Hearty congratulations to Peter Lindseth whose 142 page, co-authored book entitled "Oversight" and written as part of the series Administrative Law of the European Union was published near the end of last summer by ABA publishing. Peter's collaborators are Fred Aman, dean of Suffolk Law School and honorary husky, and Alan Raul, a D.C. partner at Sidley and Austin. It is a tribute to our colleague that he has persuaded two such distinguished authors to adopt the perspective on the topic that he has developed so passionately in earlier works - see e.g. Peter Lindseth, Agents without Principals? Delegation in an Age of Diffuse and Fragmented Governance in Reframing Self-Regulation in European Private Law (Fabrizio Cafaggi ed., Kluwer Law Int’l, 2006); Peter Lindseth, Delegation is Dead, Long Live Delegation: Managing the Democratic Disconnect in the European Market-Polity, in Good Governance in Europe’s Integrated Market (Christian Joerges & Renaud Dehouse eds., Oxford Univ. Press 2002) and Peter Lindseth, Democratic Legitimacy and the Administrative Character of Supranationalism: The Example of the European Community, 99 Colum. L. Rev. 628 (1999). The book’s conclusion makes clear that Peter’s is the driving voice.
Let’s start by placing the project in context. The series editors, George Bermann, Charles Koch, and James O’Reilly have correctly concluded that the governing structure and multiple overlapping institutions of the European Union are impossible to capture in one short volume. Rather than dividing up the task of describing legal Europe into discrete units – let’s say one on the European Council, another on the European Commission etc. - they have chosen instead to commission volumes that tackle the many different institutions through the lens of a single theme. Thus, within the series there are volumes on rulemaking, judicial review, transparency, etc.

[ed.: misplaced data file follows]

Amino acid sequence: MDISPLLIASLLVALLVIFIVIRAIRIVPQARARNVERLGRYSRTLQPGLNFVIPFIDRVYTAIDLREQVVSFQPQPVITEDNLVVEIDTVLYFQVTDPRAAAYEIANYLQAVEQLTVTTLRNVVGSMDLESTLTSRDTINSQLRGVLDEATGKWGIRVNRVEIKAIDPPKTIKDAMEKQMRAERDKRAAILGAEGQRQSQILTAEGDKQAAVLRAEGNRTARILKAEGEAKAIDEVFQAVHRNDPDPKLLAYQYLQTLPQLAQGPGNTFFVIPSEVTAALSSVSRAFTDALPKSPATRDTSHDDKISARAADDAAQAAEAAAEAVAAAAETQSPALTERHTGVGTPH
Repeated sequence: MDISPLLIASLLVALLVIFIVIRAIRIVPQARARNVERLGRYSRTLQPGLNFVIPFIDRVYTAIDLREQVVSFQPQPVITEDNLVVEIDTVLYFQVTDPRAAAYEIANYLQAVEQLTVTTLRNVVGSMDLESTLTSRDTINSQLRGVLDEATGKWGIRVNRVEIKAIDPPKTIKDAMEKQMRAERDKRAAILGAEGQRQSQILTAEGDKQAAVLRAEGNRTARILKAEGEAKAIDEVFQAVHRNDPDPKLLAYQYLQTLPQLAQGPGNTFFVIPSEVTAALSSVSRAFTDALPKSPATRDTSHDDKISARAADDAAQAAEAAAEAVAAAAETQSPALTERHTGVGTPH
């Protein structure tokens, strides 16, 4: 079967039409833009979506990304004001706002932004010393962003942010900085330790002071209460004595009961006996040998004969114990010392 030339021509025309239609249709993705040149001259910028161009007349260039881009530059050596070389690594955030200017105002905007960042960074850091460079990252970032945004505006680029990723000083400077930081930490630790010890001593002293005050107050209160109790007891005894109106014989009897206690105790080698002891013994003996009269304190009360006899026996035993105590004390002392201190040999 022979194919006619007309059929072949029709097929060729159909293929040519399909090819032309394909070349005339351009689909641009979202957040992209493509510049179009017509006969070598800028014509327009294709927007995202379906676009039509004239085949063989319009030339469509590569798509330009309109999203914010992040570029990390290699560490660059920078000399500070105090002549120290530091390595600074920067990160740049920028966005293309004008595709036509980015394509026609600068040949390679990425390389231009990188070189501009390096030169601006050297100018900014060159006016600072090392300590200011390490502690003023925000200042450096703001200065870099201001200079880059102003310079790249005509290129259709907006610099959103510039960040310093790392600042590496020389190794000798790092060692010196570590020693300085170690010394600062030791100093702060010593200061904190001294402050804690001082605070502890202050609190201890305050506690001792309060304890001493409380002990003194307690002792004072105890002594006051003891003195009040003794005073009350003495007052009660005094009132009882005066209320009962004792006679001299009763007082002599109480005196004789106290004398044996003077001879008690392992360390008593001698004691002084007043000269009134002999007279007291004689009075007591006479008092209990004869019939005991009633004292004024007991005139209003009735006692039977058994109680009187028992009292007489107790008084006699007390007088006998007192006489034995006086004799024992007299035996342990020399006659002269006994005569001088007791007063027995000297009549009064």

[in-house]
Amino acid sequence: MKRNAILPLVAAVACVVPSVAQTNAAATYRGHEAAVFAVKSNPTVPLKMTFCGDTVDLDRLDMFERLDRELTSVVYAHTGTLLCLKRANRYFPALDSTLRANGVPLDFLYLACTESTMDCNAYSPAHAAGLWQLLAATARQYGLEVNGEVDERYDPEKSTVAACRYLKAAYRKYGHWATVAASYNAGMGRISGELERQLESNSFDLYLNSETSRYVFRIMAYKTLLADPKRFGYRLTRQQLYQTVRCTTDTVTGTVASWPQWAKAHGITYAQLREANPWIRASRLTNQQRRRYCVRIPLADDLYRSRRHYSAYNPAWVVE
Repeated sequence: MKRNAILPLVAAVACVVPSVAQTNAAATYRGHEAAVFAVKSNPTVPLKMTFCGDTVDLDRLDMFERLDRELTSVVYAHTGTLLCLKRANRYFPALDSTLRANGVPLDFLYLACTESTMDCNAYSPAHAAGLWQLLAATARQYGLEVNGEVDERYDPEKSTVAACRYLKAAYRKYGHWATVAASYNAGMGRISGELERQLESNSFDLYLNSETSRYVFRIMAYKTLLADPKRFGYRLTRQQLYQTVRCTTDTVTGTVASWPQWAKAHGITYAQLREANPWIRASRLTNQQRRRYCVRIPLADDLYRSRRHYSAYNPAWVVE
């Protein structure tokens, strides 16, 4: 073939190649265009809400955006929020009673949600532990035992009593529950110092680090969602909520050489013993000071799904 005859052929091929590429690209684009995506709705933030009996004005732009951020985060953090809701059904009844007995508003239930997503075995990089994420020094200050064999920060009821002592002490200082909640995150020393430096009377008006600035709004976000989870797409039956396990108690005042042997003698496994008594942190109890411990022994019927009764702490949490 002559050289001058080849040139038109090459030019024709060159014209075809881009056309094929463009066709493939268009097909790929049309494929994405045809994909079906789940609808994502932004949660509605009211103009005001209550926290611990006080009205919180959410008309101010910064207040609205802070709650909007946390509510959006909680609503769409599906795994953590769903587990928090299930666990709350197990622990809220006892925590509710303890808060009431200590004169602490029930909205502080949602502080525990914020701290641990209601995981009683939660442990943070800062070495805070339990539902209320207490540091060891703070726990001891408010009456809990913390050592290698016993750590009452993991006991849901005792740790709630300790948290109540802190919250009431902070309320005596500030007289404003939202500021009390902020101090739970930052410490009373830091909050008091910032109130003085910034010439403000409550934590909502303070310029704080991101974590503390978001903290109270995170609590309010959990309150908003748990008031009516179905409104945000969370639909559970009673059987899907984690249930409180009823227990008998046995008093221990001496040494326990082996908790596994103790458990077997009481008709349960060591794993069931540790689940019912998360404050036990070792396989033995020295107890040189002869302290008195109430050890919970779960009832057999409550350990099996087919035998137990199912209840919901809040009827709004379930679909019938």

Peter’s volume focuses on the idea of “oversight”, which the authors readily admit has no ready translation into the European context. As the book makes clear from beginning to end, the term “oversight” is meant to capture the idea of review of one institution’s decisions by another institution, where the reviewing body has a leg up on the reviewed (perhaps greater legitimacy) but not actual control over the reviewed institution. For example, a faculty might choose to create a committee that exercised “oversight” over a dean’s choice of administrative staff (heaven forbid) whereas a faculty might exercise “control” preventing a dean from hiring a tenure-track faculty member over faculty objection (wouldn’t dream of such a thing). The authors struggle all the way through to remain consistent about the idea that “oversight” is not “control” but more like guiding or influence. Perhaps, something like “sideways sight” or even “checks and balances” would be closer to what they mean.
In any event, the lens of oversight provides the authors a tool to tour the reader through an astonishingly thorough and erudite survey of countless European institutions from the familiar ones, such as those mentioned above, all the way through watchdog entities such as the European Anti-Fraud Office and the European Court of Auditors.